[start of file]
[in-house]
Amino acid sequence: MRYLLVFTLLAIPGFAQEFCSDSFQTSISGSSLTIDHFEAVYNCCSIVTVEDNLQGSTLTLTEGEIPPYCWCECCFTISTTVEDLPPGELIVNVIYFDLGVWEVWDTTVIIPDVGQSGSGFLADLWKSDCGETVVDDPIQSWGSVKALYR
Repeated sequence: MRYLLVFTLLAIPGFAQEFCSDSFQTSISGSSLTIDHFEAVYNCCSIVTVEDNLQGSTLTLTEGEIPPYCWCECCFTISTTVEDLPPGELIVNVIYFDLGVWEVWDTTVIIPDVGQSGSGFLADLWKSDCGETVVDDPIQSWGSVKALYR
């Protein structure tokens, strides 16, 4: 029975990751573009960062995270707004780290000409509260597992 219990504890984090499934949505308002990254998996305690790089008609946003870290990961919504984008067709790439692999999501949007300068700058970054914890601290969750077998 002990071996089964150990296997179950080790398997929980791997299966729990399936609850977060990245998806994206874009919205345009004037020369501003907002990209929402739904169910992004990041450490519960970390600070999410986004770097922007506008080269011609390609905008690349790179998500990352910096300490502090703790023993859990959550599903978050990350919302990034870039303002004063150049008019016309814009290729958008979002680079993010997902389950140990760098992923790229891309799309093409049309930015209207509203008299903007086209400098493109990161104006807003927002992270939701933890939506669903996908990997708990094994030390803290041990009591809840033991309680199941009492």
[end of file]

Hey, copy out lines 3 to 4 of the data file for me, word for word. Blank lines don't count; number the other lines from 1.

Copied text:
Repeated sequence: MRYLLVFTLLAIPGFAQEFCSDSFQTSISGSSLTIDHFEAVYNCCSIVTVEDNLQGSTLTLTEGEIPPYCWCECCFTISTTVEDLPPGELIVNVIYFDLGVWEVWDTTVIIPDVGQSGSGFLADLWKSDCGETVVDDPIQSWGSVKALYR
């Protein structure tokens, strides 16, 4: 029975990751573009960062995270707004780290000409509260597992 219990504890984090499934949505308002990254998996305690790089008609946003870290990961919504984008067709790439692999999501949007300068700058970054914890601290969750077998 002990071996089964150990296997179950080790398997929980791997299966729990399936609850977060990245998806994206874009919205345009004037020369501003907002990209929402739904169910992004990041450490519960970390600070999410986004770097922007506008080269011609390609905008690349790179998500990352910096300490502090703790023993859990959550599903978050990350919302990034870039303002004063150049008019016309814009290729958008979002680079993010997902389950140990760098992923790229891309799309093409049309930015209207509203008299903007086209400098493109990161104006807003927002992270939701933890939506669903996908990997708990094994030390803290041990009591809840033991309680199941009492």